Monday, March 21, 2005

The Phlebotomist

One evening, I returned home from work and entered my apartment to find a lepidosiren(a fish found in West Africa and South America, having both gills and lungs) sitting on my television, smoking a hookah filled with woad(cruciferous plant, the pulped and fermented leaves of which yield an excellent blue dye)leaves. To tell you the truth, the stuff smelled more like phosgene( a heavy, poisonous gas with a nauseating, choking smell).He gave me a hit off the hookah, and I sat down...actually, I fell down, woad is more potent than you might think.
After I had dragged myself up onto the couch, the fish proceeded to impart to me a fascinating tale he had heard as a young fish. So, here now is the story I was told by a hookah smoking lepidosiren named Gilligan. I swear to you, his name was Gilligan.
Once upon a time(cliche beginning, I know) there was a man who lived alone atop a high mountain in Colorado. He lived peacefully and simply. He was a gymnosophist( a sect of ancient Hindu ascetics who lived solitarily, and wore little or no clothing) who dabbled in hecatacombs( any great sacrifice of human or animal victims) and trigonometry. He also had a hebdomadal(weekly) custom of hemoptysis(coughing up blood).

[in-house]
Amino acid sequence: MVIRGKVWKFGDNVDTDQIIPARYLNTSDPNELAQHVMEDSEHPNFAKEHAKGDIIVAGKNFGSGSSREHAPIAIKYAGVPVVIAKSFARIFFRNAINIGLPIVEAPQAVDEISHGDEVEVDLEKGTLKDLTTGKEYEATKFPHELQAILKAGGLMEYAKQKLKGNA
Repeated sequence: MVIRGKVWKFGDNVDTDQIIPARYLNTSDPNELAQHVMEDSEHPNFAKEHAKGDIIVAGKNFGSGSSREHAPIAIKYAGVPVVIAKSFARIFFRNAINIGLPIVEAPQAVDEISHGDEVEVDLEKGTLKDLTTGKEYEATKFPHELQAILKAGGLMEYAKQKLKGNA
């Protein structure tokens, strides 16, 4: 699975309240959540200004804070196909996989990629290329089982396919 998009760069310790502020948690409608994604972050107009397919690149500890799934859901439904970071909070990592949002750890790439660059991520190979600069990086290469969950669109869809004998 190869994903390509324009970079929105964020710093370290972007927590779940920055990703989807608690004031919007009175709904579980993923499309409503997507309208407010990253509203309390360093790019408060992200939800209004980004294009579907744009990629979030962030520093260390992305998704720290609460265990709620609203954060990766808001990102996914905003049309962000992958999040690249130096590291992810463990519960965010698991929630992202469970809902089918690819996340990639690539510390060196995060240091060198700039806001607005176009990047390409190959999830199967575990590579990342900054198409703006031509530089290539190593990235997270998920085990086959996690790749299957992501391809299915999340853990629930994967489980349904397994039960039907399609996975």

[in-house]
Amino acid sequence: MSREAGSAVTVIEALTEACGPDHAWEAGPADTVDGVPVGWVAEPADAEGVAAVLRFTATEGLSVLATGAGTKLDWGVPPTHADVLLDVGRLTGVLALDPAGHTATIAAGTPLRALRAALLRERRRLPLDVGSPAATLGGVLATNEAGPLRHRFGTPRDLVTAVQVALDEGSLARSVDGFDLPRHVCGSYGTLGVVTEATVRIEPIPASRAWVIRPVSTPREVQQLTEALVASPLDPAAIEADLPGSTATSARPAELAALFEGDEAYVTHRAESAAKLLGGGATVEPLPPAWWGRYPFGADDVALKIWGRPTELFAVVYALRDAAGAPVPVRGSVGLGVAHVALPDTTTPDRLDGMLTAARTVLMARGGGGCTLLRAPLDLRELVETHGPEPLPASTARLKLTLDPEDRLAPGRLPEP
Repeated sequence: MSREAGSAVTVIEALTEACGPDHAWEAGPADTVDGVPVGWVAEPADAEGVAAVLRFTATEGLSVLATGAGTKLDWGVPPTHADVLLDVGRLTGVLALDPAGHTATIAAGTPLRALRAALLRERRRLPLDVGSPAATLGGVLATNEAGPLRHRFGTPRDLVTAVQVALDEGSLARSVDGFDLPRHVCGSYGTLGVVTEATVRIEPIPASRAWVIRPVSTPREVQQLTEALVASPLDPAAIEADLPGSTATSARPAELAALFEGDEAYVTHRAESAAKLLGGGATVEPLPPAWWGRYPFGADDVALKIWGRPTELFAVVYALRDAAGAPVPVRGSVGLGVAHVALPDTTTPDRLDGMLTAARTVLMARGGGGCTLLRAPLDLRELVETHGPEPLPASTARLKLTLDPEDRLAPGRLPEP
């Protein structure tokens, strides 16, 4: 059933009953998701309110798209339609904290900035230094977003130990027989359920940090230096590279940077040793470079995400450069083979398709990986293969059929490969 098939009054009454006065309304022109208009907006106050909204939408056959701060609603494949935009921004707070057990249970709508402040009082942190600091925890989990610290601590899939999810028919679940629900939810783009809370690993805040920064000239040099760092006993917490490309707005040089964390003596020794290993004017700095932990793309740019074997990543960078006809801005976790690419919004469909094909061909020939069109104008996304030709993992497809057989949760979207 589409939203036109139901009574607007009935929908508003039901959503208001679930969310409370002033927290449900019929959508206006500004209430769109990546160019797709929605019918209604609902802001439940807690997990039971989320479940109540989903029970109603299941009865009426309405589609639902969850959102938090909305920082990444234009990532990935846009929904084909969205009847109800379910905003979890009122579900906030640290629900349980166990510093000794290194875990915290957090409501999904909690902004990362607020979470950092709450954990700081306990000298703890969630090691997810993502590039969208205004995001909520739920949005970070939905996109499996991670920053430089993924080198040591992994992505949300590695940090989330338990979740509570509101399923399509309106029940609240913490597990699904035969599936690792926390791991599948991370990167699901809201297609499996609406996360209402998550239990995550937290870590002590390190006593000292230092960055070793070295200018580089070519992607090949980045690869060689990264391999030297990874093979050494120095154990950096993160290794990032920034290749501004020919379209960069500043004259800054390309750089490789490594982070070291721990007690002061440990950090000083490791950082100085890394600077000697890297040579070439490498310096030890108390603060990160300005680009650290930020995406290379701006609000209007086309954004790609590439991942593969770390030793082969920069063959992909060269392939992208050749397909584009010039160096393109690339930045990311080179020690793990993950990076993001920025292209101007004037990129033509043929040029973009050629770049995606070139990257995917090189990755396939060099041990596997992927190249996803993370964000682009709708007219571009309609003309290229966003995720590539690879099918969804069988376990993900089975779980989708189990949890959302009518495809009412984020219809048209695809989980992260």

He held at his side an arquebus(old fashioned handgun fired from a rest) that was always loaded. He didn't really have to protect himself though, because the fact that he never bathed sort of kept people away. But, he also had a rabid and vicious lugworm for protection, just in case.
One day, this man was going about his favorite hobby: that being looking up dirty words in the dictionary, and was in the "P's" when a beserk phlebotomist suddenly leapt out of the dictionary and stabbed the poor gymnosophist to death with a plastic knife(it took the better part of two days).
And there ends the tale told to me by the woad smoking lepidosiren named Gilligan. And I will always remember the moral of the tale: A lugworm and an arquebus do not a defense make.

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